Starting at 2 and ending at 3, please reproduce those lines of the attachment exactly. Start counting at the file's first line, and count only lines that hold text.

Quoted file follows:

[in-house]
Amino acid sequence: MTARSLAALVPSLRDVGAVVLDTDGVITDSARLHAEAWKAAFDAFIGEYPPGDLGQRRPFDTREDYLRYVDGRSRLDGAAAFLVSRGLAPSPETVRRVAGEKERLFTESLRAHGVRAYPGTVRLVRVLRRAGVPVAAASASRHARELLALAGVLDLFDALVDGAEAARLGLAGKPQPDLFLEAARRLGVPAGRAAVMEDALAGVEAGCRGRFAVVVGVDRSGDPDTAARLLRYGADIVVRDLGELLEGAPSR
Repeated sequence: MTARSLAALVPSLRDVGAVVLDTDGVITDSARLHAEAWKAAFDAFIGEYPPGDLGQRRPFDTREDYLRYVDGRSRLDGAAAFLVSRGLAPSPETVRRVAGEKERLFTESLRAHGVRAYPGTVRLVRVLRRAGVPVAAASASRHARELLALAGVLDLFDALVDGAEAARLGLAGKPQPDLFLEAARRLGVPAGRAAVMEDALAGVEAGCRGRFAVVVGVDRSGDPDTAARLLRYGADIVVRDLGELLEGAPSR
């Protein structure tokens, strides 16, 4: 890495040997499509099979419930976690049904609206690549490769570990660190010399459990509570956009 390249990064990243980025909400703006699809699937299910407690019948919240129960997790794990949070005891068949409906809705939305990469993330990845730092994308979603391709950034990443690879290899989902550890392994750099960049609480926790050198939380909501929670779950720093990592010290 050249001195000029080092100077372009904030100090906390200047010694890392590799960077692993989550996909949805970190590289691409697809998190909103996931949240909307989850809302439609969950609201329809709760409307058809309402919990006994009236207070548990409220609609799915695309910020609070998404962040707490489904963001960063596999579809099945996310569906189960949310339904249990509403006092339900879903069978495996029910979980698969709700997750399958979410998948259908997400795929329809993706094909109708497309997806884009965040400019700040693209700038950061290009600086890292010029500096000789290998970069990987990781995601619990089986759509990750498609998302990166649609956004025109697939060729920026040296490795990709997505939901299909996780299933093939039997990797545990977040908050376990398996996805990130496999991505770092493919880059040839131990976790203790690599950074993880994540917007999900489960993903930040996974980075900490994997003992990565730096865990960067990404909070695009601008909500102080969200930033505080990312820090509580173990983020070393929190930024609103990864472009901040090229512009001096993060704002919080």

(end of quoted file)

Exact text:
Amino acid sequence: MTARSLAALVPSLRDVGAVVLDTDGVITDSARLHAEAWKAAFDAFIGEYPPGDLGQRRPFDTREDYLRYVDGRSRLDGAAAFLVSRGLAPSPETVRRVAGEKERLFTESLRAHGVRAYPGTVRLVRVLRRAGVPVAAASASRHARELLALAGVLDLFDALVDGAEAARLGLAGKPQPDLFLEAARRLGVPAGRAAVMEDALAGVEAGCRGRFAVVVGVDRSGDPDTAARLLRYGADIVVRDLGELLEGAPSR
Repeated sequence: MTARSLAALVPSLRDVGAVVLDTDGVITDSARLHAEAWKAAFDAFIGEYPPGDLGQRRPFDTREDYLRYVDGRSRLDGAAAFLVSRGLAPSPETVRRVAGEKERLFTESLRAHGVRAYPGTVRLVRVLRRAGVPVAAASASRHARELLALAGVLDLFDALVDGAEAARLGLAGKPQPDLFLEAARRLGVPAGRAAVMEDALAGVEAGCRGRFAVVVGVDRSGDPDTAARLLRYGADIVVRDLGELLEGAPSR